County Commissioners and representatives from SafeNest turned the lights on the world-famous Welcome sign purple in recognition of Domestic Violence Awareness Month.
“It is important that we come together to raise awareness of domestic violence and show the survivors that we stand with them, and are here to help,” Commission Vice Chairman James B. Gibson said.
“Sadly, domestic violence has been on the rise since the onset of this pandemic, which makes organizations like SafeNest even more important for our community,” Commissioner Justin Jones said.
SafeNest is Nevada’s largest and most comprehensive nonprofit organization dedicated to ending domestic violence in Clark County. Since opening in 1977, SafeNest has answered more than 500,000 crisis calls to their 24/7 hotline and sheltered more than 20,000 victims of domestic violence. SafeNest programs include 24-hour domestic violence hotline, confidential shelter, protection order services, counseling, advocacy, court assistance and prevention education. For more information about the organization visit www.safenest.org.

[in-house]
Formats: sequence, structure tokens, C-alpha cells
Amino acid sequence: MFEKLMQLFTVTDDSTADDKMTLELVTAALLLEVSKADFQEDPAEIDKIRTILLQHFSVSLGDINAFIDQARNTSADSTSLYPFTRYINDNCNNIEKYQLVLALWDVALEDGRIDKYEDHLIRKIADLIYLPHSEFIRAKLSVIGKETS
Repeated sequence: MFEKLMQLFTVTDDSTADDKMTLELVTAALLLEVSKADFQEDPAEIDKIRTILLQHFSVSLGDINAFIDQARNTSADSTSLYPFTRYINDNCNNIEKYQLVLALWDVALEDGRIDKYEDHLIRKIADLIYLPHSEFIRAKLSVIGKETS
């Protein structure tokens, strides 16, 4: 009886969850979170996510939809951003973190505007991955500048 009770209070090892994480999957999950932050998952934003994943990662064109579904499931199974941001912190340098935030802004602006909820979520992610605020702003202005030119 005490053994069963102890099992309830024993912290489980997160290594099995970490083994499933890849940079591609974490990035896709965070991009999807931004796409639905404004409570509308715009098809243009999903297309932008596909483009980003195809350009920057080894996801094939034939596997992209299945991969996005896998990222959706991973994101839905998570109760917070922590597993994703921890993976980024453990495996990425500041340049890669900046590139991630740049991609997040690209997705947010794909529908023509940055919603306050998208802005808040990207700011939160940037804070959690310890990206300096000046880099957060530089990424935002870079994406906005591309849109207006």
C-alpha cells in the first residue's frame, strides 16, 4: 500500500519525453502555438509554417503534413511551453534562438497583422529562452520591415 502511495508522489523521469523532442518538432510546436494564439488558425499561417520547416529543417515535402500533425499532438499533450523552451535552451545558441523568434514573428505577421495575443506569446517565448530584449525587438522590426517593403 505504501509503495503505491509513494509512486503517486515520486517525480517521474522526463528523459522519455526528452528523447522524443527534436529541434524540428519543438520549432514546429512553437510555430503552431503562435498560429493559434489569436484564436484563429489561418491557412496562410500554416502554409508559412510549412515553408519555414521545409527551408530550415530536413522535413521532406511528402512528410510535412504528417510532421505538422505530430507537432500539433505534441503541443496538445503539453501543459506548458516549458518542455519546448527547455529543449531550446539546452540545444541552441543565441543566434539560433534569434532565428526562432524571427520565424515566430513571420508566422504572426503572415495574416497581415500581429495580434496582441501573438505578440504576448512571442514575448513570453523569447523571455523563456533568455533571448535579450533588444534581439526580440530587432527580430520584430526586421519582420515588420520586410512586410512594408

If you are a victim of domestic violence or if you suspect someone close to you is a victim, please call SafeNest hotline at (702) 646-4981; or call the National Domestic Violence Hotline at 1-800-799-SAFE (7233).
The commissioners and representatives from SafeNest came together to turn on purple lights on the world-famous sign. Like the famed Las Vegas Strip, the Welcome to Fabulous Las Vegas sign is in unincorporated Clark County. The purple light bulbs, which are usually yellow, surround the border of the sign.
Clark County is a dynamic and innovative organization dedicated to providing top-quality service with integrity, respect and accountability. With jurisdiction over the world-famous Las Vegas Strip and covering an area the size of New Jersey, Clark is the nation’s 11th-largest county and provides extensive regional services to 2.3 million citizens and 45.6 million visitors a year (2019). Included are the nation’s 7th-busiest airport, air quality compliance, social services and the state’s largest public hospital, University Medical Center. The County also provides municipal services that are traditionally provided by cities to 1 million residents in the unincorporated area. Those include fire protection, roads and other public works, parks and recreation, and planning and development.